Gravitation Notes for SSC and Railways

Gravitation Notes for SSC and Railways


Gravity is one of the most important requirement of life in the Universe. Although no one thought about it until one day when Newton thought “why apples always fall straight to the ground”. The main contribution in this field comes from Newton and Kepler.

This topic is important for many competitive examination including JEE and NEET. Although for exams like SSC CGL and CHSL, not much numerical is involved.

Gravity (Gravitation)

Gravity is a natural phenomenon by which all things with mass or energy—including planets, stars, galaxies, and even light—are brought toward (or gravitate toward) one another.

Universal Law of Gravitation

Every object in the universe attracts every other object with a force which is directly proportional to the product of their masses and inversely proportional to the square of the distance between them.

     force ∝ m1m2 and force ∝ 1 / r2
     force ∝ m1m2 / r2 
f = (Gm1m2)/r2

(where G – Universal Gravitational Constant, m1, m2 are the masses of any two objects and r is the distance between the center of the objects)

  • Value of G = 6.67 x 10-11 was discovered by Henry Cavendish.
  • SI Unit of G: Nm2kg-2

Free Fall

Object falling only because of gravitational force

g = GM / R2

(where g – acceleration due to gravity, M – mass of earth and R – Radius of earth)

  • g is independent on mass of the object
  • g is constant near the earth, i.e., g = 9.8 m/s
  • Value of g at the centre of earth is 0
  • Earth is flattened at poles, thus radius of earth is less at poles than at equator. Hence the value of g is less at equator than at poles, also g is greater at North pole than South pole, thus gNorth Pole > gSouth Pole > gEquator.

Mass

The quantity which measures the inertia of a body.

  • Scalar Quantity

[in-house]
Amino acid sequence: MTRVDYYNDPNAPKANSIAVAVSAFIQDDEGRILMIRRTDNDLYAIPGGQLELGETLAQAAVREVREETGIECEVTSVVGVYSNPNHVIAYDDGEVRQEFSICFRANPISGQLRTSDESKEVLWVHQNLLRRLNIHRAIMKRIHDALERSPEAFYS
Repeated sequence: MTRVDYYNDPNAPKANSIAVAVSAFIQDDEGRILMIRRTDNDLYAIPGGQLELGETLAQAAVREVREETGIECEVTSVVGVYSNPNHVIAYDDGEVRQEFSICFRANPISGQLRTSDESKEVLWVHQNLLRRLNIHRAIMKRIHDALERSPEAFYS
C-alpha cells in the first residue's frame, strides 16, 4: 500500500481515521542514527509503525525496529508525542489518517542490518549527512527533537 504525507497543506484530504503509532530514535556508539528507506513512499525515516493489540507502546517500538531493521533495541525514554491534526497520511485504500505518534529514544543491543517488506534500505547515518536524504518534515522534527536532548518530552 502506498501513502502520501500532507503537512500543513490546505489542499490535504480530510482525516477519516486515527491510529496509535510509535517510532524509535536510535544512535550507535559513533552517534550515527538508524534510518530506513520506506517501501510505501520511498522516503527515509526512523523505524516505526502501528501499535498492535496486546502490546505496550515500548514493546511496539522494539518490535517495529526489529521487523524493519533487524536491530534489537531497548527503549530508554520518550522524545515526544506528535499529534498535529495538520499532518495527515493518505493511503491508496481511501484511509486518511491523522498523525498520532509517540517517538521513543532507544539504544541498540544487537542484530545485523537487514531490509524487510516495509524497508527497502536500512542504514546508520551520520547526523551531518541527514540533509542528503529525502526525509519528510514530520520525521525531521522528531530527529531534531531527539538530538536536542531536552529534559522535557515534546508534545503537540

• SI unit: kg
  • Mass of a body can’t be 0.
  • Irrespective of the position of the object in the universe, mass will always remain constant.
  • Center of Mass: The point where total mass of body is supposed to be concentrated.

Weight

The force with which an object is attracted towards the earth.

w = m x g
  • Vector Quantity
  • SI unit: N
  • Weight of 1 kg mass is 9.8 N
  • Weight of an object varies from place to place (because of change in the value of g)
  • At the centre of earth, weight becomes zero (∵ g = 0)

Actual Weight

The height felt by a body near the earth’s surface is called its actual weight.

Apparent Weight / Effective Weight

The deviated value of weight of a body due to variation of g is known as its apparent weight.

Weightlessness

When an object is under free fall, it is weightless and this phenomenon is known as weightlessness.

Weightlessness is achieved

  • During free fall under gravity
  • Inside a space craft or satellite
  • At the centre of the earth
  • When a body is lying in a free falling lift

Apparent weight in a Lift

  • When either the lift is stationary or moving with constant velocity: No change in weight.
  • When lift is accelerating downwards: Weight will be less than actual weight.
  • When lift is accelerating upwards: Weight will be more than actual weight.

Weight of the body on the moon